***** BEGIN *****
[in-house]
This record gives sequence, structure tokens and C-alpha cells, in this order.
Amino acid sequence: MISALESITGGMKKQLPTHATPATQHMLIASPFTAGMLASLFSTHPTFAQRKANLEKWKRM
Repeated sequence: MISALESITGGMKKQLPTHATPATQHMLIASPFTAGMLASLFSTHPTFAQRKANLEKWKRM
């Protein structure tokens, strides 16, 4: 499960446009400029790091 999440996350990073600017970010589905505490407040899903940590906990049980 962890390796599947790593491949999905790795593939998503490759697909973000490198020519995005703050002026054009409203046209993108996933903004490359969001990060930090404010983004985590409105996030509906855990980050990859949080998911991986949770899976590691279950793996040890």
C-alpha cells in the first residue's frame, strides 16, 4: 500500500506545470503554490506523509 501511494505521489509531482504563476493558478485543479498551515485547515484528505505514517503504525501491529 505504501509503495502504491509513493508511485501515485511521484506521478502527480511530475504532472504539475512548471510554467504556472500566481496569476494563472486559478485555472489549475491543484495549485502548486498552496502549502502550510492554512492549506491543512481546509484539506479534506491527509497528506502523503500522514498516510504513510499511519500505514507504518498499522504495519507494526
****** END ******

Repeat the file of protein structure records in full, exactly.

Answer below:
[in-house]
This record gives sequence, structure tokens and C-alpha cells, in this order.
Amino acid sequence: MISALESITGGMKKQLPTHATPATQHMLIASPFTAGMLASLFSTHPTFAQRKANLEKWKRM
Repeated sequence: MISALESITGGMKKQLPTHATPATQHMLIASPFTAGMLASLFSTHPTFAQRKANLEKWKRM
């Protein structure tokens, strides 16, 4: 499960446009400029790091 999440996350990073600017970010589905505490407040899903940590906990049980 962890390796599947790593491949999905790795593939998503490759697909973000490198020519995005703050002026054009409203046209993108996933903004490359969001990060930090404010983004985590409105996030509906855990980050990859949080998911991986949770899976590691279950793996040890």
C-alpha cells in the first residue's frame, strides 16, 4: 500500500506545470503554490506523509 501511494505521489509531482504563476493558478485543479498551515485547515484528505505514517503504525501491529 505504501509503495502504491509513493508511485501515485511521484506521478502527480511530475504532472504539475512548471510554467504556472500566481496569476494563472486559478485555472489549475491543484495549485502548486498552496502549502502550510492554512492549506491543512481546509484539506479534506491527509497528506502523503500522514498516510504513510499511519500505514507504518498499522504495519507494526